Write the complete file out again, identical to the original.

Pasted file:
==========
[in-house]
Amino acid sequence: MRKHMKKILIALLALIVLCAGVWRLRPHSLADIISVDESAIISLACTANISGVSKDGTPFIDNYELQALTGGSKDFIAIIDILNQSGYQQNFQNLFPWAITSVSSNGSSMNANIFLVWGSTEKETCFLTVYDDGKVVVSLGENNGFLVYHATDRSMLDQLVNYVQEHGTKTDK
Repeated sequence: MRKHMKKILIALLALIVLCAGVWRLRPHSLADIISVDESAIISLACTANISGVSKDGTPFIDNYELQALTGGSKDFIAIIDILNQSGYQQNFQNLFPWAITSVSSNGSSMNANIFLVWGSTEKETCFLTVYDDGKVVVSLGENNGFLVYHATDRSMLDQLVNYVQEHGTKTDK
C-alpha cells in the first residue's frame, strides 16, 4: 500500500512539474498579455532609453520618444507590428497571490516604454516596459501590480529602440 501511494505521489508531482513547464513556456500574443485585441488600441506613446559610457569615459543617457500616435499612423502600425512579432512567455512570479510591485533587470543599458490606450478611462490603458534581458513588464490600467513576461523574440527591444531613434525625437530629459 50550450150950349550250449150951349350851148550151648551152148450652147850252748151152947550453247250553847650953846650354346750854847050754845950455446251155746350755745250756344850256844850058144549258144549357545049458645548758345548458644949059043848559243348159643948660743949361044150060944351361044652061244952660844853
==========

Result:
[in-house]
Amino acid sequence: MRKHMKKILIALLALIVLCAGVWRLRPHSLADIISVDESAIISLACTANISGVSKDGTPFIDNYELQALTGGSKDFIAIIDILNQSGYQQNFQNLFPWAITSVSSNGSSMNANIFLVWGSTEKETCFLTVYDDGKVVVSLGENNGFLVYHATDRSMLDQLVNYVQEHGTKTDK
Repeated sequence: MRKHMKKILIALLALIVLCAGVWRLRPHSLADIISVDESAIISLACTANISGVSKDGTPFIDNYELQALTGGSKDFIAIIDILNQSGYQQNFQNLFPWAITSVSSNGSSMNANIFLVWGSTEKETCFLTVYDDGKVVVSLGENNGFLVYHATDRSMLDQLVNYVQEHGTKTDK
C-alpha cells in the first residue's frame, strides 16, 4: 500500500512539474498579455532609453520618444507590428497571490516604454516596459501590480529602440 501511494505521489508531482513547464513556456500574443485585441488600441506613446559610457569615459543617457500616435499612423502600425512579432512567455512570479510591485533587470543599458490606450478611462490603458534581458513588464490600467513576461523574440527591444531613434525625437530629459 50550450150950349550250449150951349350851148550151648551152148450652147850252748151152947550453247250553847650953846650354346750854847050754845950455446251155746350755745250756344850256844850058144549258144549357545049458645548758345548458644949059043848559243348159643948660743949361044150060944351361044652061244952660844853